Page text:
As Terrorists Take To WhatsApp Calls, Centre Considers Blocking Them

The Home Ministry is particularly worried as recent arrests in various terror-related cases show that terrorists seek directions from their handlers from across the border.

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As Terrorists Take To WhatsApp Calls, Centre Considers Blocking Them

The Home Ministry is exploring ways to block WhatsApp calling services in insurgency hit areas.

New Delhi:  In an effort to foil communication between terrorists and their contacts in turbulent areas - especially ones hit by insurgency like Jammu and Kashmir - the government has turned its attention to WhatsApp. The Home Ministry is exploring if and how it can tactically block WhatsApp calling services in these areas to prevent terrorists getting information from their handlers, sources said.

Officials in the Home Ministry said it has been brought to their notice that many times when encounters are going on, terrorists use the calling feature on WhatsApp to contact their associates and even handlers sitting across the border.

The issue was discussed threadbare during a meeting held in North Block on Monday. The meeting was chaired by union Home Secretary Rajiv Gauba.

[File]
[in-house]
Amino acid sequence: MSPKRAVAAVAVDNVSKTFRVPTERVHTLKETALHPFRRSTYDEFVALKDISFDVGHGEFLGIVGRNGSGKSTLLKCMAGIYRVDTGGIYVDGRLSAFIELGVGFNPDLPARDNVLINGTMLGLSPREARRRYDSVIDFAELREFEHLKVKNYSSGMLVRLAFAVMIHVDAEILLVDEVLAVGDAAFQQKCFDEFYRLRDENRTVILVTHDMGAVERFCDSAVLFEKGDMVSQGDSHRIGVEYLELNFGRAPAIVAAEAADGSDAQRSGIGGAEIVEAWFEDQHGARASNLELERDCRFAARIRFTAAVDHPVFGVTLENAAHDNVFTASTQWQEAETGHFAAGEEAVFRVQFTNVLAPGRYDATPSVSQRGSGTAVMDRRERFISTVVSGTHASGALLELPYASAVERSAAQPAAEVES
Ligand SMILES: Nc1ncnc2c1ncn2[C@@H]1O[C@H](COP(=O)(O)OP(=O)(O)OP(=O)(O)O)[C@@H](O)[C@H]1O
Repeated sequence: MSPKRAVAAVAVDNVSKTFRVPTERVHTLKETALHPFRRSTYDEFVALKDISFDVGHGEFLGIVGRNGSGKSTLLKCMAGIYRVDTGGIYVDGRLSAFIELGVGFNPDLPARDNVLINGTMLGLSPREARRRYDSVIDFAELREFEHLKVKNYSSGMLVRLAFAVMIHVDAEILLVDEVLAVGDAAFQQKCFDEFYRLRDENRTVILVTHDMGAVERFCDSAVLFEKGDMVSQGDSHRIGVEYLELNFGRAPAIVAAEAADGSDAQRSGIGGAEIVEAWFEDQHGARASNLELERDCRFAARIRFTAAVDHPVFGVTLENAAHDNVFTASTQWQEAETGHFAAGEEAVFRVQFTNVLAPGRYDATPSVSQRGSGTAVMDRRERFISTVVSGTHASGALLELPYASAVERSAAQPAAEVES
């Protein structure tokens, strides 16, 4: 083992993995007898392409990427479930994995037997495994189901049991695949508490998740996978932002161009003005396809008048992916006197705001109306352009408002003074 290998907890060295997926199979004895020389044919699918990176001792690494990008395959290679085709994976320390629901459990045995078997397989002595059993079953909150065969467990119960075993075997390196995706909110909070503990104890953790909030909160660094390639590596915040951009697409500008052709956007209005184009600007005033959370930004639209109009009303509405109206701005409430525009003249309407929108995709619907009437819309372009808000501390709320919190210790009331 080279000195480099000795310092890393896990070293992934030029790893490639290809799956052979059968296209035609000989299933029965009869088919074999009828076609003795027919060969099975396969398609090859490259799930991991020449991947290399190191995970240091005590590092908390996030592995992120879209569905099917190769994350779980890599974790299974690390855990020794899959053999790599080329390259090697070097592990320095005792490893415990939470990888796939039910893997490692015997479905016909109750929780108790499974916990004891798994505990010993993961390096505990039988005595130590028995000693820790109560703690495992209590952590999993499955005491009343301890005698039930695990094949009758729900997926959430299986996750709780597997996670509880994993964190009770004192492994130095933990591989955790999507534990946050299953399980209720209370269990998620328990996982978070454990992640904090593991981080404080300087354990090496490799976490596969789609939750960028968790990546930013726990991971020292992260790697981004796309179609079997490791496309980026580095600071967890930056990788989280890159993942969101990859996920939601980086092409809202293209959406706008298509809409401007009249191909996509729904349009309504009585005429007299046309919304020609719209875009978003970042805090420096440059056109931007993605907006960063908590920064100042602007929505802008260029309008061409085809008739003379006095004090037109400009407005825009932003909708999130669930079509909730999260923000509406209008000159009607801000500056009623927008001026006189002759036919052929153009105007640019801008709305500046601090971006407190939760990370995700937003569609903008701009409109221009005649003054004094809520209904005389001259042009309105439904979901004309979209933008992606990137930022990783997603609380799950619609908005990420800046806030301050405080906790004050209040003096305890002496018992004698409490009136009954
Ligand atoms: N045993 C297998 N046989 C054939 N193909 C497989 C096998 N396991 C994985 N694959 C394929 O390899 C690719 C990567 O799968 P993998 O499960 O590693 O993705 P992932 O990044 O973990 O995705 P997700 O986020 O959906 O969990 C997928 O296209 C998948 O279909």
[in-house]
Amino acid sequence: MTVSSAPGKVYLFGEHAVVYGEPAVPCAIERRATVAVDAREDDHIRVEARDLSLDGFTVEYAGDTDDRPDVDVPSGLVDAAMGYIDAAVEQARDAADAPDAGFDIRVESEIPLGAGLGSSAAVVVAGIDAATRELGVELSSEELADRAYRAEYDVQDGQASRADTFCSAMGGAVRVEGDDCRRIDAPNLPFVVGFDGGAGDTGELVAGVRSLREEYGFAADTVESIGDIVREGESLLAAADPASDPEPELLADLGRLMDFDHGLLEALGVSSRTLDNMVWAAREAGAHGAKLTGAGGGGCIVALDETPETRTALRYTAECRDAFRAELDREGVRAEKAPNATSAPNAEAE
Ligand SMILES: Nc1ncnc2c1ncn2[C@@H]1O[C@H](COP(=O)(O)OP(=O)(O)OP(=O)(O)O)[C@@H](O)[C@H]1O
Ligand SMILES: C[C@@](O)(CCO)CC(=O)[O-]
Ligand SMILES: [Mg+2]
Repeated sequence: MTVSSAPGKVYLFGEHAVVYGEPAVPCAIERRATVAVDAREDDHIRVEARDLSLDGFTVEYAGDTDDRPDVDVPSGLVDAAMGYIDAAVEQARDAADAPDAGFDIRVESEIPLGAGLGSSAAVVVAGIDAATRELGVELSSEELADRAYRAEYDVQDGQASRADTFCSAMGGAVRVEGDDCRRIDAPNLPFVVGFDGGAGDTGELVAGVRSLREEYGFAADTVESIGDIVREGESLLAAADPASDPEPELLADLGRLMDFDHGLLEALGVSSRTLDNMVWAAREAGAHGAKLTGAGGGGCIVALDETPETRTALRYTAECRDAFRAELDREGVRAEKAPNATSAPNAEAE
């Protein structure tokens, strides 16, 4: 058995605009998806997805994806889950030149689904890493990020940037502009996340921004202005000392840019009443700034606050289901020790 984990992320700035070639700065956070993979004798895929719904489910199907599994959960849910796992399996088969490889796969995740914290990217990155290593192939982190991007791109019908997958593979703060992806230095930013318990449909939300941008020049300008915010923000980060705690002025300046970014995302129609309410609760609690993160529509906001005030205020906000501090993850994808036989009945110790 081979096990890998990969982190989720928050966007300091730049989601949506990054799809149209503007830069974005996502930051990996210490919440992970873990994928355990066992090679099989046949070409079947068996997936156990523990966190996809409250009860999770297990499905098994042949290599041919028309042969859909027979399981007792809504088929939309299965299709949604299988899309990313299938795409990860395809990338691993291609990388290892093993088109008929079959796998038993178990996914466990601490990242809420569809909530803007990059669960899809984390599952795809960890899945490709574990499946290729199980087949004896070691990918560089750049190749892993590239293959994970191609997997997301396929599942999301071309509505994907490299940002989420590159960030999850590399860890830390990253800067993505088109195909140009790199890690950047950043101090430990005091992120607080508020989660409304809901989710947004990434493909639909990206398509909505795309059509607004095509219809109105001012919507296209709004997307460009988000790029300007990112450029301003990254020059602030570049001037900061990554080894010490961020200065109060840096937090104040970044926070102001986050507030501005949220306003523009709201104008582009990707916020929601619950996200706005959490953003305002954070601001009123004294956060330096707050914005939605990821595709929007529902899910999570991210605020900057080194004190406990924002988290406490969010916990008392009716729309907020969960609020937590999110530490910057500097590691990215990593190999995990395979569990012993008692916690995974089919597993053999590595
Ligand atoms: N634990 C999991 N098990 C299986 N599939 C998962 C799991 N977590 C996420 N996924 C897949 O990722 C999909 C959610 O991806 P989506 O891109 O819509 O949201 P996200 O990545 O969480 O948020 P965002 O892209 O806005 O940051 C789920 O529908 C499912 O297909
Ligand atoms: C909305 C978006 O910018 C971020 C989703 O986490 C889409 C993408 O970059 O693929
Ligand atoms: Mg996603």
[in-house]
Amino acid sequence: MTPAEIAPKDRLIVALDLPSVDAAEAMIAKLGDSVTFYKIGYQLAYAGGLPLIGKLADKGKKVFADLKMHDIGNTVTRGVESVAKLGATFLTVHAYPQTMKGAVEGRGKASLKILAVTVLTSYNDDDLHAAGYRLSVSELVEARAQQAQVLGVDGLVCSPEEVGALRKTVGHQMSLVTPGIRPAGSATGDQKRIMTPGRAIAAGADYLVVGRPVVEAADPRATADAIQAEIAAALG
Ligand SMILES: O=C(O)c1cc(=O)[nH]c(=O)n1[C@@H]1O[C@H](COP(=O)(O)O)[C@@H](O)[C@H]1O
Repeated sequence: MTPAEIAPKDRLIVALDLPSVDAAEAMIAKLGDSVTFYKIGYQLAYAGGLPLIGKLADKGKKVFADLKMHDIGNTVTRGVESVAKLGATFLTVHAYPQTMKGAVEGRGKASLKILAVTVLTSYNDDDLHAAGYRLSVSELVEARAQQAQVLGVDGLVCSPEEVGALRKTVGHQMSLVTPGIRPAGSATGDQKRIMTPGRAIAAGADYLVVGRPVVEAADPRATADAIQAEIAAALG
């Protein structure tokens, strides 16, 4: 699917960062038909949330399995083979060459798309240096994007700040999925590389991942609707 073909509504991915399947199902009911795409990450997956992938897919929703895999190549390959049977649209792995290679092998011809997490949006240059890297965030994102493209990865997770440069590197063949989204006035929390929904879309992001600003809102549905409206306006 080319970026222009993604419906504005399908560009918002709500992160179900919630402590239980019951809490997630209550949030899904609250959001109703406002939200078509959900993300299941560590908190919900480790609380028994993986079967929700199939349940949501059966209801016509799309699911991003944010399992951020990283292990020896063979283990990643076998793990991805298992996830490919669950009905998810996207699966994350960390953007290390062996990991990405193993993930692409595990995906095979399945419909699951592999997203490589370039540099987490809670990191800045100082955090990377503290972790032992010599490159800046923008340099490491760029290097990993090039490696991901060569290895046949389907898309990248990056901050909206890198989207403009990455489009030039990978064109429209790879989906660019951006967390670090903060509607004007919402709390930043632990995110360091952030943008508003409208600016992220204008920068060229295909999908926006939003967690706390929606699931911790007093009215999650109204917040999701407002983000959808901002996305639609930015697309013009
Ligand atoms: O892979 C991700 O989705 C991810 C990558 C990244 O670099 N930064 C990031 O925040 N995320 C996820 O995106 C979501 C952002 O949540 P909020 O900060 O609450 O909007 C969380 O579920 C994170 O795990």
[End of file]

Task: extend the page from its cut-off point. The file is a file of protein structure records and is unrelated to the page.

"WhatsApp calling and messaging have now become the preferred medium of communication for anti-national forces and we are right now clueless about keeping a tab on it. We need a policy where, when it comes to national security, these apps will be forced to share information with the security agencies," an officer told NDTV.

According to him, these days many apps use end-to-end encryption which means if even authorities manage to intercept all the data traffic, they then face the challenge of cracking the encryption first to retrieve any information.

Officials in the security apparatus told NDTV that it was very important for the Ministry of Telecom, in consultation with the Ministry of Home Affairs to devise a policy urgently under which a communication medium like WhatsApp, which is headquartered in another country, comes under the purview of Indian laws.

The Home Ministry is particularly worried about it as recent arrests in various terror-related cases show that terrorists seek directions from their handlers from across the border.

In Jammu and Kashmir's Nagrota, after an army camp was attacked in 2016, Jaish-e-Mohammed terrorists arrested by the National Investigation Agency revealed that they were sought directions from across the border through a WhatsApp call.

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Seven army men were killed in the terror attack.

The NIA recently took custody of the three people arrested by the state police for their alleged involvement in helping the terrorists which included ferrying them from the border and guiding them to the army camp.

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